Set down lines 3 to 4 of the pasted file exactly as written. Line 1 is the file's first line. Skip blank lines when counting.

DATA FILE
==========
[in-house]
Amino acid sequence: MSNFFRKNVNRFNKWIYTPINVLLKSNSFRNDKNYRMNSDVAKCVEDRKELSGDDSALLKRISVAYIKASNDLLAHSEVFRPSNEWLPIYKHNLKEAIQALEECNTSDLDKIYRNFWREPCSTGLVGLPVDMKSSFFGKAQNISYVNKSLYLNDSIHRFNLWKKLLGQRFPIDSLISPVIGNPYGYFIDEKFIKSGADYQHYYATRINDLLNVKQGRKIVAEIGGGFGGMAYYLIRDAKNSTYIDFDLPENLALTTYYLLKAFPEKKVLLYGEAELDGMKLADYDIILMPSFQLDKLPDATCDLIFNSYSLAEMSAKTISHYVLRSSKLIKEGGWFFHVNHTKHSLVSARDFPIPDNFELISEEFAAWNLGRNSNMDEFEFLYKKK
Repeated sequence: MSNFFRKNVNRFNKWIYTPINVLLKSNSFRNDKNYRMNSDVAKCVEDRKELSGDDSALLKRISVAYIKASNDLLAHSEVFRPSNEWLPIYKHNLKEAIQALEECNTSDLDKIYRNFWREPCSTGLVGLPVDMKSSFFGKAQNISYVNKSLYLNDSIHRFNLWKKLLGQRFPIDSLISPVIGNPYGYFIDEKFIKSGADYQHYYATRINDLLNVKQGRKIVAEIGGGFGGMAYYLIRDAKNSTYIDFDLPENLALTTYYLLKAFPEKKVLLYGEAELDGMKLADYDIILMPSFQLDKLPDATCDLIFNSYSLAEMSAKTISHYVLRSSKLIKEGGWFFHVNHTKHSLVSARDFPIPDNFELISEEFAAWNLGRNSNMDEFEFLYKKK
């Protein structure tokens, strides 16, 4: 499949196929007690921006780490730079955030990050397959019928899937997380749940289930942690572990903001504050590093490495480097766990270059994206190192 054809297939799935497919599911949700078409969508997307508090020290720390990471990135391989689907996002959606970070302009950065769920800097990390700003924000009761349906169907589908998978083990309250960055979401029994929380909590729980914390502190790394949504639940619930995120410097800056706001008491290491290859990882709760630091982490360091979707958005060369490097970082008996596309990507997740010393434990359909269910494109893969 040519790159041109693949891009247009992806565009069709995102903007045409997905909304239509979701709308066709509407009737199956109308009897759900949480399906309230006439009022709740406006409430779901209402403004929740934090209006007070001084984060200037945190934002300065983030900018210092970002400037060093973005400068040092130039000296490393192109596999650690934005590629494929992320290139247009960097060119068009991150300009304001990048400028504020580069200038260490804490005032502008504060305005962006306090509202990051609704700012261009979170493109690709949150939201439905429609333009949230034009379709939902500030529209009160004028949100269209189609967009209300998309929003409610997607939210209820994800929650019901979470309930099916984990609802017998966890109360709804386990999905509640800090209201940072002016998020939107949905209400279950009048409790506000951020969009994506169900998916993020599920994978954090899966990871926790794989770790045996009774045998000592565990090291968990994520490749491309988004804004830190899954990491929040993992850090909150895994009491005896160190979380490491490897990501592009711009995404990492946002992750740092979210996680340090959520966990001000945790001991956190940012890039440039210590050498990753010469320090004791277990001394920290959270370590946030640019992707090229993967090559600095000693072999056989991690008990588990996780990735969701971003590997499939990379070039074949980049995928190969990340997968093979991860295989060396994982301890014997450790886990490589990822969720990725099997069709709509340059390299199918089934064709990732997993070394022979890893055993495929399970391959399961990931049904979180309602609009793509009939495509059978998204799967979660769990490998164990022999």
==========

Repeated sequence: MSNFFRKNVNRFNKWIYTPINVLLKSNSFRNDKNYRMNSDVAKCVEDRKELSGDDSALLKRISVAYIKASNDLLAHSEVFRPSNEWLPIYKHNLKEAIQALEECNTSDLDKIYRNFWREPCSTGLVGLPVDMKSSFFGKAQNISYVNKSLYLNDSIHRFNLWKKLLGQRFPIDSLISPVIGNPYGYFIDEKFIKSGADYQHYYATRINDLLNVKQGRKIVAEIGGGFGGMAYYLIRDAKNSTYIDFDLPENLALTTYYLLKAFPEKKVLLYGEAELDGMKLADYDIILMPSFQLDKLPDATCDLIFNSYSLAEMSAKTISHYVLRSSKLIKEGGWFFHVNHTKHSLVSARDFPIPDNFELISEEFAAWNLGRNSNMDEFEFLYKKK
């Protein structure tokens, strides 16, 4: 499949196929007690921006780490730079955030990050397959019928899937997380749940289930942690572990903001504050590093490495480097766990270059994206190192 054809297939799935497919599911949700078409969508997307508090020290720390990471990135391989689907996002959606970070302009950065769920800097990390700003924000009761349906169907589908998978083990309250960055979401029994929380909590729980914390502190790394949504639940619930995120410097800056706001008491290491290859990882709760630091982490360091979707958005060369490097970082008996596309990507997740010393434990359909269910494109893969 040519790159041109693949891009247009992806565009069709995102903007045409997905909304239509979701709308066709509407009737199956109308009897759900949480399906309230006439009022709740406006409430779901209402403004929740934090209006007070001084984060200037945190934002300065983030900018210092970002400037060093973005400068040092130039000296490393192109596999650690934005590629494929992320290139247009960097060119068009991150300009304001990048400028504020580069200038260490804490005032502008504060305005962006306090509202990051609704700012261009979170493109690709949150939201439905429609333009949230034009379709939902500030529209009160004028949100269209189609967009209300998309929003409610997607939210209820994800929650019901979470309930099916984990609802017998966890109360709804386990999905509640800090209201940072002016998020939107949905209400279950009048409790506000951020969009994506169900998916993020599920994978954090899966990871926790794989770790045996009774045998000592565990090291968990994520490749491309988004804004830190899954990491929040993992850090909150895994009491005896160190979380490491490897990501592009711009995404990492946002992750740092979210996680340090959520966990001000945790001991956190940012890039440039210590050498990753010469320090004791277990001394920290959270370590946030640019992707090229993967090559600095000693072999056989991690008990588990996780990735969701971003590997499939990379070039074949980049995928190969990340997968093979991860295989060396994982301890014997450790886990490589990822969720990725099997069709709509340059390299199918089934064709990732997993070394022979890893055993495929399970391959399961990931049904979180309602609009793509009939495509059978998204799967979660769990490998164990022999």